As we have a problem with alcohol we decided to check out the Charles Sturt University wine and cheese factory. This is where our Aussie wine and cheese makers are trained in their chosen craft. Have to say that the wines were of a very high standard, but Rod was not so impressed with the cheeses. The others liked some of the cheeses.
We did visit another winery that shall remain nameless for fear of slander allegations against us should they read this, which was great on the eye but not so good on the pallet. There was not one good wine that was presented to us for tasting.
That night we all made our way to the Wagga Wagga RSL club for a Chinese dinner. (Returned and Services League for the benefit of our foreign friends, this organization is in existence to provide for the well-being, care, compensation and commemoration of serving and ex-serving Defence Force Personnel and their dependants a truly worthy organization.)
Friday the 15th May we were off early to watch Grandson Tim’s March out Parade at the Kapooka Army Recruit Training Centre just out of Wagga Wagga . We had lunch with Tim and the family at the base after the Parade. It was a very emotional time and a great day, we were all extremely proud.
Grandson Tim and proud Dad Mick
Equally Proud and emotional Mum Belinda
After lunch with the family at Kapooka Army training Center we said our farewells to them and headed for home via new and unseen places.
We dropped in to Ardlethen on the way to have a gander because one of our friends has some property there, lovely little town would love to go back stay and explore the area, no correction we will go back stay and explore the area grin.
First overnight stop was at Mirrool free camp opposite the Mirrool Hotel. A good spot with amenities and it is about 300 meters off the Newell Highway so not too noisy.
We had a couple of Rum and cokes at the pub before retiring to the van for the night, it was a little hard to leave the open fire in the pub because it was freeeeeezing outside but it had to be done so off we went to the van and climbed into our sleeping bags for a cozy nights sleep.
Next morning we were off to our next camp via West Wyalong, Condobolin,Trundle,Tullamore,Narromine,Eumungerie, Gilgandra,Coonabarabran and we stopped at a road side stop near Gunnedah where we pulled into the bush about 100 meters from the road for a good nights sleep. This day was a long drive and we decided not to do that many kilometers again in one day.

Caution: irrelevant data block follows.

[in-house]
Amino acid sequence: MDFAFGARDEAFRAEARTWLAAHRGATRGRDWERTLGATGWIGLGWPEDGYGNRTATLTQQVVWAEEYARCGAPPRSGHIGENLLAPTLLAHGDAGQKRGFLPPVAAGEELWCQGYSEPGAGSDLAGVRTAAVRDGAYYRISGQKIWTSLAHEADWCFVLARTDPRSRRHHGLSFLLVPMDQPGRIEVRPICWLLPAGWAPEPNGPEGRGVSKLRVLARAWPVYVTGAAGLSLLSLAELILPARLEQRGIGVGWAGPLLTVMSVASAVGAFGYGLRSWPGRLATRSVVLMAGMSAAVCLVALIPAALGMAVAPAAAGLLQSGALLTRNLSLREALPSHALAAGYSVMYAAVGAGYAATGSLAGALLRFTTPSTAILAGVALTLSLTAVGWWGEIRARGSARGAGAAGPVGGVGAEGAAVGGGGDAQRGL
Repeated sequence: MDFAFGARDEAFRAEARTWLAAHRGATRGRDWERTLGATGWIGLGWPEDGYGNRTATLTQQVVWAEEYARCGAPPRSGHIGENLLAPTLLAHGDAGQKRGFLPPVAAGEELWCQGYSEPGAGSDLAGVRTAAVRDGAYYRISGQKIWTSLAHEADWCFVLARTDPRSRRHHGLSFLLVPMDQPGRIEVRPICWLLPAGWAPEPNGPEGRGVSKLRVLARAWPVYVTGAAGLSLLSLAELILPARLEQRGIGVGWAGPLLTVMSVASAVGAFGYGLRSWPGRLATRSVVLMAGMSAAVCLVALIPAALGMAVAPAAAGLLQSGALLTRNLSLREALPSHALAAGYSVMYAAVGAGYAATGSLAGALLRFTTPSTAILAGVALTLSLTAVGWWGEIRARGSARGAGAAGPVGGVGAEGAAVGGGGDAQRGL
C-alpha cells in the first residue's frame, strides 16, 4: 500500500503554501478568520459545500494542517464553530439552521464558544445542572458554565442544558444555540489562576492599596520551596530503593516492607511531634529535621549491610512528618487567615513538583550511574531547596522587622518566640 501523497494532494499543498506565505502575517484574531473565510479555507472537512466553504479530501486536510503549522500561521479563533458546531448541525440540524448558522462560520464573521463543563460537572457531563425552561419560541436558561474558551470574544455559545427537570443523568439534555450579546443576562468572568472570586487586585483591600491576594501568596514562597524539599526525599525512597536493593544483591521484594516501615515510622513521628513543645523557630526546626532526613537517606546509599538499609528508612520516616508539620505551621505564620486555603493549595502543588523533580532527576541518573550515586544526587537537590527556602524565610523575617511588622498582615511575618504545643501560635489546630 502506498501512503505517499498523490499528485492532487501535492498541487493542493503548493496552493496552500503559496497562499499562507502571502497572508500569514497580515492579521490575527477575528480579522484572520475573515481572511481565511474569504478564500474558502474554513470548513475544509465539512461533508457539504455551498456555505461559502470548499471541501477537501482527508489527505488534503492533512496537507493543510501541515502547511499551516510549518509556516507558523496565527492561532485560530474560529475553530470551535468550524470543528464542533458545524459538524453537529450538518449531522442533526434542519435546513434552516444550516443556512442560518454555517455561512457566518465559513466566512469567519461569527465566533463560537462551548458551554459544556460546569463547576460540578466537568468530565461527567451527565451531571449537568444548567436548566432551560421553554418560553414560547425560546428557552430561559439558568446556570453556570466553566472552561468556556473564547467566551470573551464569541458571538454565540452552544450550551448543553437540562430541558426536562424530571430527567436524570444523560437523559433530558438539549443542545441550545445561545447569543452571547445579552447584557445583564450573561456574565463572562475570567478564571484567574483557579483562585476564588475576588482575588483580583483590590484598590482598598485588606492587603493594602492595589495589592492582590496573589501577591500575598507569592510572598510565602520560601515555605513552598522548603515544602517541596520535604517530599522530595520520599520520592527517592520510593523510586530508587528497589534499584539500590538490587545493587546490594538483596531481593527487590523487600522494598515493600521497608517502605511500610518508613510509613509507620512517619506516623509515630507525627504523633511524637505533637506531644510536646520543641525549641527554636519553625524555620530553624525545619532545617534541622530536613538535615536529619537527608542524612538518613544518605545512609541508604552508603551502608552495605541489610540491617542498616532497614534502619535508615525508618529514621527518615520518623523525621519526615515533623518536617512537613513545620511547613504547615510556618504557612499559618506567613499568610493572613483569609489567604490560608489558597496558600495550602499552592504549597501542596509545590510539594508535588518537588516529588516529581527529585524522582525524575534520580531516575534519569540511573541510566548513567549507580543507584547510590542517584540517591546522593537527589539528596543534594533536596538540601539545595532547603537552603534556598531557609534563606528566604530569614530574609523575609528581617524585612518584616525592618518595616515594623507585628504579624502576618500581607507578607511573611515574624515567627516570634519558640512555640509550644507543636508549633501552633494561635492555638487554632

From Gunnedah we made our way along the Fossickers way to Manilla.This run along the Fossickers Way was great. All of the towns were very picturesque and well presented. This is another definite area to return to, maybe with gold pans for some fossicking and great camping. We had a small diversion into Split Rock Dam for a look. This dam is holding at less than 10% capacity a sad sight indeed. Then we traveled through Barraba, Bingara, Warialda, Yetman and on to Texas, which is just over the Queensland boarder. There was a good free campsite there by the river at Texas. We had the company of 8 other campers there for the night.
In the morning we decided to head for Stanthorpe, with a diversion to have a look at Glenlyon Dam. What a sad sight would guestimate that the dam was below 10% capacity. Still a few people camped there and boats on the water fishing.
Plan “B” was formulated on the way to Stanthorpe. The decision was made to spend a night at a great little winery at Maclagen. You have to appreciate that Stanthorpe is the wine capital of Queensland and we had decided to travel a further 100 plus kilometers to reach our destination. Terrible thing idle time you do some crazy things grin.
Non the less we headed for Rangemore Estate Winery at Mclagen after passing through Stanthorpe .
It was a long trip but worth every moment after we arrived.
Dave Allen is the proprietor. He grows the grapes on his 250 acre property overlooking the beautiful Bunya Mountains. The wine is made in Stanthorpe and marketed by Dave as Rangemore Estate Wines. He has a great little sideline with B&B accommodation in an old Queenslander house and is one of the only wineries that we have found that will accommodate caravans and camping at very reasonable prices.
This place is not 5 star but very homely and friendly with great wines and good food at non boutique prices.
His other sideline is the breeding of goat’s.These he has turned into the most superb Curry pies and meats.
We are not in the habit of plugging businesses but this one is worth it.
Tuesday morning we headed off for Home. It was only a short trip back to Brisbane normally about 3 hours. Today it was stretched out some by the fact that it was raining all the way home. After seeing the dams and rivers in New South Wales in such poor condition it was a pleasure to see the rivers full and running in South East Queensland.